You'll need to sweep around the spectrum to find the sweet spot and then eliminate any unwanted frequencies.

However, don't fix something that is not broken. For instance, when a vocal is already sounding too thin, in most cases, if you try to remove the mud you'll be making the situation even worse.

You should always have a valid reason as to why you're cutting out a specific frequency. Don’t do it just because you saw it on a Youtube tutorial.

Compress Before You Boost

Now before we get into the boosting part, I would highly recommend you compress after applying surgical EQ.

This will give you more control and flexibility.

If you boost then apply compression, the compressor will react to your boosts then bring them down and bring up all the quieter parts.

That will be the opposite of what you wanted to achieve when boosting certain frequencies.

But that’s just a general rule.

You have to do what works best for the song that you're currently working on. There's no one-size-fits-all when mixing music.

However, in most cases, it's better to compress before applying additive EQ.

Enhance To Bring Life To Your Vocals

A lot of beginner mixing engineers struggle with the subtractive part of EQ but the additive side of things is usually much easier for them.

When it comes to boosting frequencies, the most important thing is to figure out what the vocals are missing and then enhance those frequencies to help the voice cut through the mix.

For instance, if the vocal is sounding too dull then a boost in the high frequencies can add sparkle to the voice. When it’s sounding too thin then a boost in the bass region can add some weight.

If the vocal is struggling to cut through then a boost in the higher midrange can add clarity and presence.

So again, you listen, diagnose the problem, and then enhance.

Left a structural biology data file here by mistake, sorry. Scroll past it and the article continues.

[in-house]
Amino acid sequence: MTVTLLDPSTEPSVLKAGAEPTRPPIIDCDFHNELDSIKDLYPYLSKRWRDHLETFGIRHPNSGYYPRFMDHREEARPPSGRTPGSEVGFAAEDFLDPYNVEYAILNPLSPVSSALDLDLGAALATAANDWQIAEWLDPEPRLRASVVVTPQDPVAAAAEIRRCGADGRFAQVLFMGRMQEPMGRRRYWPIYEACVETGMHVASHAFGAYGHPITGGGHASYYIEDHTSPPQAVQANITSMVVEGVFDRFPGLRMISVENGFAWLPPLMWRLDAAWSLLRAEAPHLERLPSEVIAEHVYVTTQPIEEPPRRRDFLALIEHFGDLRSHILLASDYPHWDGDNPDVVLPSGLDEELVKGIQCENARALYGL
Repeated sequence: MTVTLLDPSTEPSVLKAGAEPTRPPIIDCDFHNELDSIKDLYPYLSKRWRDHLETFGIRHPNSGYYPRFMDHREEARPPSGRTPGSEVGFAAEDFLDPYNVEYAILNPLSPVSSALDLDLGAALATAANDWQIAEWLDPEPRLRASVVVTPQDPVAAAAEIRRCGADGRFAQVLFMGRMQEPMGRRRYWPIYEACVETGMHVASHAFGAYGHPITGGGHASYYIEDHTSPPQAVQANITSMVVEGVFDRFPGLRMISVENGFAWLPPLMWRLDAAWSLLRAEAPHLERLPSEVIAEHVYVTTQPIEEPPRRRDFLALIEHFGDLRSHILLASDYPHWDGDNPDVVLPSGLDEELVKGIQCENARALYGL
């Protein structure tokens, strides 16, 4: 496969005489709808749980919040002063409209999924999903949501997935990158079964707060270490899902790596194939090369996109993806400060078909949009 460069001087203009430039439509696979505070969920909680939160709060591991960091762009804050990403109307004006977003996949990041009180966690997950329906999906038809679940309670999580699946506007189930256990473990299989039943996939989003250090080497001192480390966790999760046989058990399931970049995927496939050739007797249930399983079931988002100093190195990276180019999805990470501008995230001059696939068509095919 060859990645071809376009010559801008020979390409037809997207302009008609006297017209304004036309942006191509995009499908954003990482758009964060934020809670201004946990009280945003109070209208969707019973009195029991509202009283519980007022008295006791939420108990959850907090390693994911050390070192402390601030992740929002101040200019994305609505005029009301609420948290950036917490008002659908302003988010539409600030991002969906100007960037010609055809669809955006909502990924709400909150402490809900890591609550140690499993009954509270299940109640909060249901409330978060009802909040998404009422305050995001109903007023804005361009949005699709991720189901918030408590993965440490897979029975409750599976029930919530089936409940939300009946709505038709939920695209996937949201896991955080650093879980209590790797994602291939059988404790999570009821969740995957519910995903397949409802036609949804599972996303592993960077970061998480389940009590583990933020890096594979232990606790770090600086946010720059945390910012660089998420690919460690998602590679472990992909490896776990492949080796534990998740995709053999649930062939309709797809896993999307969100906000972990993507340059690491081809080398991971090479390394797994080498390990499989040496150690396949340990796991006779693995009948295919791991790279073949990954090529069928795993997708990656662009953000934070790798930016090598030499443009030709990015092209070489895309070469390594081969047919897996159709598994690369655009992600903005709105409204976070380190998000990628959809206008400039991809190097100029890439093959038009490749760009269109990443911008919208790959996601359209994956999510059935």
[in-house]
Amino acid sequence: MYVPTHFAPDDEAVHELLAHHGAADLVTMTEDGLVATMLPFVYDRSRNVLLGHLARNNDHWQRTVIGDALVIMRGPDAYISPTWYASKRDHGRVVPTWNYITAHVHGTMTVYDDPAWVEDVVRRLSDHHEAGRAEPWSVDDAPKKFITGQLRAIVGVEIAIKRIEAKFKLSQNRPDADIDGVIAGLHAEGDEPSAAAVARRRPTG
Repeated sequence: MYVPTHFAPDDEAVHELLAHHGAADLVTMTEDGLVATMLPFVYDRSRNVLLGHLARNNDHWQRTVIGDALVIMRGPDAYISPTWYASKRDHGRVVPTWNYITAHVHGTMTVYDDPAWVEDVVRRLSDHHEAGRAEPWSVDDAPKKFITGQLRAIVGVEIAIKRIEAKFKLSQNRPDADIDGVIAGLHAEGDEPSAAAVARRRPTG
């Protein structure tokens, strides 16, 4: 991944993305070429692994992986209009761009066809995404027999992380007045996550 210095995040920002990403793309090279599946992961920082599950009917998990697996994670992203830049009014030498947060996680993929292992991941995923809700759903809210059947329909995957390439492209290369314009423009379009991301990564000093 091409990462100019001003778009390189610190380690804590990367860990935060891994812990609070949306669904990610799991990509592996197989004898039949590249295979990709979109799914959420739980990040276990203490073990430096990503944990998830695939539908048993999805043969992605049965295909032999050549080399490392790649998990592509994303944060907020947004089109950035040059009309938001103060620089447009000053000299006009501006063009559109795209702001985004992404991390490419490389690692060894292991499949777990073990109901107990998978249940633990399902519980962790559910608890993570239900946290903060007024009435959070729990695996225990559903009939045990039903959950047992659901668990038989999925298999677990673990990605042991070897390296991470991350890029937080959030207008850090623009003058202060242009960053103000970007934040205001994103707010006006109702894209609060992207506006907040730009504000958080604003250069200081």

Here’s a vocal eq cheat sheet for enhancing frequencies.

  • Warmth/Fullness: 90Hz to 200Hz
  • Lyric Clarity: 800Hz to 1.5kHz
  • Definition: 1.5kHz to 3kHz
  • Presence: 4.5kHz to 9kHz
  • Brightness: 9kHz to 11kHz
  • Air: 12kHz +

This chart should give you a good starting point whenever you want to enhance your vocals to help them pop in a mix.

Always A/B

It’s really important to A/B test your results to figure out if what you did with the EQ is benefiting the vocals or making them sound worse.

You also need to listen to how your EQ moves are affecting everything else that’s in the mix.

Check that you’re not causing any masking, especially if the song that you’re mixing has guitars or keyboard sounds because those tend to clash with the voice.

Also, take advantage of level matching to be able to hear the before and after at the same volume.

Great EQ plugins such as FabFilter Pro-Q3 have an auto-gain feature. Use that to make sure that you’re not getting fooled by any level gain when you EQ vocals.

Know Your Tools

Knowing your tools will help you get the best results and avoid guesswork. You don’t want to find yourself confused as to which EQ you should choose.

When it comes to subtractive EQ, in most cases all you need is a stock plugin or a transparent EQ.

For additive EQ that’s when you might need a colored plugin to add some upper harmonics. This is not always necessary because in some instances, using a transparent EQ will give you better results.

You should always try to avoid over-saturating your mix because it will end up sounding thin as compared to other commercially successful songs.

The biggest beginner mistake is to add analog emulation plugins for everything. But once you read the manual and understand your tools you begin to realize that in some cases these emulations are not necessary.

So, spend time learning your tools so that you can get the best out of them without compromising your sound.

Wrap Up

It is very important to know when to cut or boost when applying vocal eq. This cheat sheet will give you a solid starting point to help you avoid guesswork.

Note that when using the EQ charts posted above, you don’t have to apply everything. Only cut or boost when it’s necessary.

If anything is confusing, leave a comment below and I’ll get back to you.

Feel free to save this post so that you can come back to it every time you’re equalizing a vocal.